Music and storytelling are a formidable combination. The power of words coupled with the mellifluous magic of a melody is a potent cocktail that inebriates our soul in the most remarkable manner. There are some films that have defined and moulded the intricacies of our childhood through the wizardry of their storytelling and the timelessness of their music, leaving us with evergreen memories that are etched in our hearts and minds.
When I first saw The Sound of Music many moons ago at the age of 8, I was enthralled by the novelty of a singing family! I would waltz to “Do Re Mi” in the morning and wish my parents “So Long, Farewell” before going to bed. I spent many moments practising my yodelling skills, startling folks at home with my sudden impromptu burst of “yodelai yodelai”. I admired “Raindrops on Roses”, contemplated if “brown paper packages tied up with string” were really that attractive and rued the fact that I could never experience “snowflakes that stay on my nose and eyelashes” in blazing Chennai. The Sound of Music was the outlet to my own little make-believe world.
As I grew up and subsequently watched the film a few hundred times, I began to grasp its influence in shaping my thought processes through different stages in my life. The exquisite, honey-dipped voice of Julie Andrews as she skips with carefree abandon through the rolling Austrian mountains in the title song made my own little heart prance and appreciate similar moments of pure happiness. When the nuns croon “How do you solve a problem like Maria?” with amused exasperation, I felt a little spark of the restless rebel that Maria was. As a teenager trying to discover and make sense of my myriad emotions, Liesel and Rolf’s expression of love in “16 going on 17” made me feel all warm and fuzzy inside. (Though I am positive that this generation of all-knowing teenagers will facepalm and roll eyes at the obsolete, outdated and plain silly lyrics!) The haunting and beautiful “Edelweiss”, sung in the sonorous baritone of Christopher Plummer, was much more than a musical deference to Austria’s national flower. It was a symbol of a nation’s pride and strength to rise above the horrors of the Holocaust and strive towards creating a world of peace. And when the film gives us an inspirational message through the stunning “Climb Every Mountain”, I too felt that I could take wings and fly. That I could be anything I desired. That I could “follow every rainbow” to find that elusive dream.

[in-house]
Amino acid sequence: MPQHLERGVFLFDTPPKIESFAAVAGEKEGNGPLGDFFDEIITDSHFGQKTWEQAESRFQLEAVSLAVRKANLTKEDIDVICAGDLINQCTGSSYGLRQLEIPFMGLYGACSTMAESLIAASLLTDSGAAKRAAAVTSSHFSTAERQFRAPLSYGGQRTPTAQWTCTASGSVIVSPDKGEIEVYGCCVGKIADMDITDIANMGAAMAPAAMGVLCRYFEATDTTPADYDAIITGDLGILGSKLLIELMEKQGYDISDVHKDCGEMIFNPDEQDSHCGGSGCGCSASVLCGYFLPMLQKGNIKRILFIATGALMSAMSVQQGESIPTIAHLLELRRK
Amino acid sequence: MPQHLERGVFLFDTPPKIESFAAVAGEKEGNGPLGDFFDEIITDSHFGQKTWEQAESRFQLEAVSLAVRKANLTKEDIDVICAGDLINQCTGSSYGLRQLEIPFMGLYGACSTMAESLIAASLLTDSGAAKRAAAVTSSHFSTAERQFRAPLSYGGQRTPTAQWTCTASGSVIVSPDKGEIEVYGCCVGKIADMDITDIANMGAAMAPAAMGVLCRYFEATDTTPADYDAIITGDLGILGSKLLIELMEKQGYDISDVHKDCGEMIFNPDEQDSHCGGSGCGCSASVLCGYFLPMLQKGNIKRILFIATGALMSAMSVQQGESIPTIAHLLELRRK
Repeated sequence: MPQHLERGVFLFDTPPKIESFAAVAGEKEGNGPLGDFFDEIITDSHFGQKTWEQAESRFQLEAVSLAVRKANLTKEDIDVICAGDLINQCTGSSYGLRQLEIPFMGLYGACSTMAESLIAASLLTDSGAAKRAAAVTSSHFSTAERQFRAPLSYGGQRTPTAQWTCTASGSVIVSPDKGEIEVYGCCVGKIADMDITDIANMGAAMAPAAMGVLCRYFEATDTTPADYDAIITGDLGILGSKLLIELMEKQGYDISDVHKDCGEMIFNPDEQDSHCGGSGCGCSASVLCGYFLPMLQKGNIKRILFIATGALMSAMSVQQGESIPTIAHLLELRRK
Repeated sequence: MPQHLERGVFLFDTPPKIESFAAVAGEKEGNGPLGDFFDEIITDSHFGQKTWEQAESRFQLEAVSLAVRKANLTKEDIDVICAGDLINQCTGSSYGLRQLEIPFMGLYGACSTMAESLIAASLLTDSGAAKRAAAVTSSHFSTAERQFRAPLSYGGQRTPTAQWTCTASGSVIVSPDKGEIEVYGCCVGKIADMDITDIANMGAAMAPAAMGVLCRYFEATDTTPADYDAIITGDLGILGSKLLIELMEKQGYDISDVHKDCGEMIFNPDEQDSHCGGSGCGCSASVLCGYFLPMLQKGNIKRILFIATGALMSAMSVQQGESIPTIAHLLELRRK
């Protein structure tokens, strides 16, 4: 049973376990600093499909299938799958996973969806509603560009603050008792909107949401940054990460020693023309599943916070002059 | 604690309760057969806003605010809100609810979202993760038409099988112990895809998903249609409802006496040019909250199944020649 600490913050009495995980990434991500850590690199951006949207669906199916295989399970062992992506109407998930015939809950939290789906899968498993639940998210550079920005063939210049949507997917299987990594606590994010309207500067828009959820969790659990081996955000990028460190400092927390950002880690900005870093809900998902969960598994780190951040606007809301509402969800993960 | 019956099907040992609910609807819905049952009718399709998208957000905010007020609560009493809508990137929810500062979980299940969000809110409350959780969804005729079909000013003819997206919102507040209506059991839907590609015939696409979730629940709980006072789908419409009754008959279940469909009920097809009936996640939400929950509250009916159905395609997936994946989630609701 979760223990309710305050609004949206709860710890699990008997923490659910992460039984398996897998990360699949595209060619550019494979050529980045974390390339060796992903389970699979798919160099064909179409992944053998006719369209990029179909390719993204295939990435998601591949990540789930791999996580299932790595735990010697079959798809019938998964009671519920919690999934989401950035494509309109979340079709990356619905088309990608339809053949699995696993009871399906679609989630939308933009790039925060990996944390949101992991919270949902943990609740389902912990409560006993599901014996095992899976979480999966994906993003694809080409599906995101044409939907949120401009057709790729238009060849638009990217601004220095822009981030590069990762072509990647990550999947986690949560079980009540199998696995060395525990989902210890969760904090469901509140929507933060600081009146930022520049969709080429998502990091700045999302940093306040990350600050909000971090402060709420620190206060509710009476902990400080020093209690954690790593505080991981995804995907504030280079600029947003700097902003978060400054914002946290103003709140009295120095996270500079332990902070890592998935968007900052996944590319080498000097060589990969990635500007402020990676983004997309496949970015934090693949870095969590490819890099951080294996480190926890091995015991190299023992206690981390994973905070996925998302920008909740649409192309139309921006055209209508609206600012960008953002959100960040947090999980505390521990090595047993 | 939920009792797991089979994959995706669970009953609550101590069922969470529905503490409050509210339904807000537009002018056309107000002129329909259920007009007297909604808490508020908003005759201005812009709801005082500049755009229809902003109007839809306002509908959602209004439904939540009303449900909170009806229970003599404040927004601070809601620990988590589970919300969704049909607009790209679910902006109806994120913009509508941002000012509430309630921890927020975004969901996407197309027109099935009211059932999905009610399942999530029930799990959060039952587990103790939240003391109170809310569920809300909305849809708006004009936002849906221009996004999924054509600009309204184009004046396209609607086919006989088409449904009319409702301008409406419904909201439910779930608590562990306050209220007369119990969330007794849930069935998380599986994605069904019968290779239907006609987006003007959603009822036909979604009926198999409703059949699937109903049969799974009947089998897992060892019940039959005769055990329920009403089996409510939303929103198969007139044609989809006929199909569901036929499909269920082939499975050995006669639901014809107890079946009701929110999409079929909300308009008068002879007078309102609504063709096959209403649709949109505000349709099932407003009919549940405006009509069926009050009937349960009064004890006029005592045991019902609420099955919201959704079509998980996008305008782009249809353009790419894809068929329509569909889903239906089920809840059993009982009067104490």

Storytelling has evolved dramatically since the 1960s when The Sound of Music first premiered. Newer, more avant-garde styles of filmmaking have challenged viewers with their depictions of the uncomfortable realities of life. But through this dynamic metamorphosis that represented that changing face of cinema, the musical genre has stood the test of time and is still relevant today. And here’s why. Music is universal and all-encompassing. It lends a fresh and more penetrating perspective to the myriad emotions that make up a narrative. It soothes, uplifts, entertains, and, more significantly, forges a deeper connection between its story and its characters for a lifetime.
The Sound of Music is far more than just a joyous musical. It is reflective of the many moments of happiness, sadness, love, betrayal, kindness, fun and growth that combine to create the phenomenon that is our lives. The Sound of Music has taught me invaluable life lessons that have enriched and enhanced me through my formatives years and for that, this film will forever hold a place in my heart as one among “a few of my favourite things”.
Disclaimer: This article has not been written by Film Companion’s editorial team.